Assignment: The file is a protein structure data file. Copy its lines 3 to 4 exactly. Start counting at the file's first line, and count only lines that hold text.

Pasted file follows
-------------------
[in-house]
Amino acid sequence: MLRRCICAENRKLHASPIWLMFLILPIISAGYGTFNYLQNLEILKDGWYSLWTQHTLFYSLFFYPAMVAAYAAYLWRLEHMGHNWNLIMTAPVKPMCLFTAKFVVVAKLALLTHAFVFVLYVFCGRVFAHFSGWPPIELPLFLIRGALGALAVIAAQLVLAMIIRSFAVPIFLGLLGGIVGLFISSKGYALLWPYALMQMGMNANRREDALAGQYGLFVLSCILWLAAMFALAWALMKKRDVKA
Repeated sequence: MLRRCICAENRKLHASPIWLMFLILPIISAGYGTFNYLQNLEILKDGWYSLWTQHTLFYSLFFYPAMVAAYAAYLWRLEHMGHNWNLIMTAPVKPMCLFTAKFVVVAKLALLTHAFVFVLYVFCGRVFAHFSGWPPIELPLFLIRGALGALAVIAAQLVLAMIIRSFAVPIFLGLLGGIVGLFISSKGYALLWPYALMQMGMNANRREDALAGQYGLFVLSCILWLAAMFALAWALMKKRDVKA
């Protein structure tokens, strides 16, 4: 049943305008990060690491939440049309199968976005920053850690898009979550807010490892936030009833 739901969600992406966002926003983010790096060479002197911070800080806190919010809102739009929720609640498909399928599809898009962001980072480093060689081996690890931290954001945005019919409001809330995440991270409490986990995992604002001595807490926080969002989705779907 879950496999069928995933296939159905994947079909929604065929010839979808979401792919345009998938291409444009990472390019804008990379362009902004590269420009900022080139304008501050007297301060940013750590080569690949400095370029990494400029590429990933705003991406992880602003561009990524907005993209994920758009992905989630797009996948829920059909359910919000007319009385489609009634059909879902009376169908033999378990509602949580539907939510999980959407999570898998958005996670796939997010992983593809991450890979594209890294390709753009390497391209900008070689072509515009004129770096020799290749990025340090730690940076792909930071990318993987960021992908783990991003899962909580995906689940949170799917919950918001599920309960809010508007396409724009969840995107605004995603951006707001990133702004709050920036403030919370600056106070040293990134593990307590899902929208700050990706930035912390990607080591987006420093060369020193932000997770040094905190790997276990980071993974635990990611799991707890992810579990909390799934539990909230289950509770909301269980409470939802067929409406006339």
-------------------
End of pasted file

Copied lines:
Repeated sequence: MLRRCICAENRKLHASPIWLMFLILPIISAGYGTFNYLQNLEILKDGWYSLWTQHTLFYSLFFYPAMVAAYAAYLWRLEHMGHNWNLIMTAPVKPMCLFTAKFVVVAKLALLTHAFVFVLYVFCGRVFAHFSGWPPIELPLFLIRGALGALAVIAAQLVLAMIIRSFAVPIFLGLLGGIVGLFISSKGYALLWPYALMQMGMNANRREDALAGQYGLFVLSCILWLAAMFALAWALMKKRDVKA
């Protein structure tokens, strides 16, 4: 049943305008990060690491939440049309199968976005920053850690898009979550807010490892936030009833 739901969600992406966002926003983010790096060479002197911070800080806190919010809102739009929720609640498909399928599809898009962001980072480093060689081996690890931290954001945005019919409001809330995440991270409490986990995992604002001595807490926080969002989705779907 879950496999069928995933296939159905994947079909929604065929010839979808979401792919345009998938291409444009990472390019804008990379362009902004590269420009900022080139304008501050007297301060940013750590080569690949400095370029990494400029590429990933705003991406992880602003561009990524907005993209994920758009992905989630797009996948829920059909359910919000007319009385489609009634059909879902009376169908033999378990509602949580539907939510999980959407999570898998958005996670796939997010992983593809991450890979594209890294390709753009390497391209900008070689072509515009004129770096020799290749990025340090730690940076792909930071990318993987960021992908783990991003899962909580995906689940949170799917919950918001599920309960809010508007396409724009969840995107605004995603951006707001990133702004709050920036403030919370600056106070040293990134593990307590899902929208700050990706930035912390990607080591987006420093060369020193932000997770040094905190790997276990980071993974635990990611799991707890992810579990909390799934539990909230289950509770909301269980409470939802067929409406006339």